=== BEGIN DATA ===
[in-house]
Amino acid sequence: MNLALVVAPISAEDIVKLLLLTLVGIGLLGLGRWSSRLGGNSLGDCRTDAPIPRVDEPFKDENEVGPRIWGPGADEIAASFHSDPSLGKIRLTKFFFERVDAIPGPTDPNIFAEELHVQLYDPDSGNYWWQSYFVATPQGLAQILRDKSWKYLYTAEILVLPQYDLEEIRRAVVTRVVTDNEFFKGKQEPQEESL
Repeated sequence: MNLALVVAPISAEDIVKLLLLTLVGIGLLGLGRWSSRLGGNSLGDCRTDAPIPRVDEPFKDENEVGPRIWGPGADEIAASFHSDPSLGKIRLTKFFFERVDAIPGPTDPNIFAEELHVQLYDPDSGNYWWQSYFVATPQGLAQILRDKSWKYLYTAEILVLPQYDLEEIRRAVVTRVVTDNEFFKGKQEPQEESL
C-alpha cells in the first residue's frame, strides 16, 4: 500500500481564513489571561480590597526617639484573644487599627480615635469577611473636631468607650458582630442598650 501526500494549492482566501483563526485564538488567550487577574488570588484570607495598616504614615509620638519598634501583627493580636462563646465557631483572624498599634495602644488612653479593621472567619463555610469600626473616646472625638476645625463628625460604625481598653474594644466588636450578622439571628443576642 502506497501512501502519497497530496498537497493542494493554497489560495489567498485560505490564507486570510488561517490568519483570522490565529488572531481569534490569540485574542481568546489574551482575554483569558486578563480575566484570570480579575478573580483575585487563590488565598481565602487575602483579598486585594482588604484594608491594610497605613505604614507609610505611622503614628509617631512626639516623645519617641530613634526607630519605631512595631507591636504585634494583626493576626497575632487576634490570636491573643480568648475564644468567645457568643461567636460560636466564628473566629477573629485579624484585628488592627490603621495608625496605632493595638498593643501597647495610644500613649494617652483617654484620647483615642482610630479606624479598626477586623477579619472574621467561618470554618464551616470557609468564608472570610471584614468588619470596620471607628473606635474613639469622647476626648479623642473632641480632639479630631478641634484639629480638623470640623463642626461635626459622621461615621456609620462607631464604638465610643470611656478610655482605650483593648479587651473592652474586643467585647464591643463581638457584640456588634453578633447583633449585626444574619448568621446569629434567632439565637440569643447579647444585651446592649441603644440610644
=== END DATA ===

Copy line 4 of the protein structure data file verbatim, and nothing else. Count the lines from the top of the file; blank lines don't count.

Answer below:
C-alpha cells in the first residue's frame, strides 16, 4: 500500500481564513489571561480590597526617639484573644487599627480615635469577611473636631468607650458582630442598650 501526500494549492482566501483563526485564538488567550487577574488570588484570607495598616504614615509620638519598634501583627493580636462563646465557631483572624498599634495602644488612653479593621472567619463555610469600626473616646472625638476645625463628625460604625481598653474594644466588636450578622439571628443576642 502506497501512501502519497497530496498537497493542494493554497489560495489567498485560505490564507486570510488561517490568519483570522490565529488572531481569534490569540485574542481568546489574551482575554483569558486578563480575566484570570480579575478573580483575585487563590488565598481565602487575602483579598486585594482588604484594608491594610497605613505604614507609610505611622503614628509617631512626639516623645519617641530613634526607630519605631512595631507591636504585634494583626493576626497575632487576634490570636491573643480568648475564644468567645457568643461567636460560636466564628473566629477573629485579624484585628488592627490603621495608625496605632493595638498593643501597647495610644500613649494617652483617654484620647483615642482610630479606624479598626477586623477579619472574621467561618470554618464551616470557609468564608472570610471584614468588619470596620471607628473606635474613639469622647476626648479623642473632641480632639479630631478641634484639629480638623470640623463642626461635626459622621461615621456609620462607631464604638465610643470611656478610655482605650483593648479587651473592652474586643467585647464591643463581638457584640456588634453578633447583633449585626444574619448568621446569629434567632439565637440569643447579647444585651446592649441603644440610644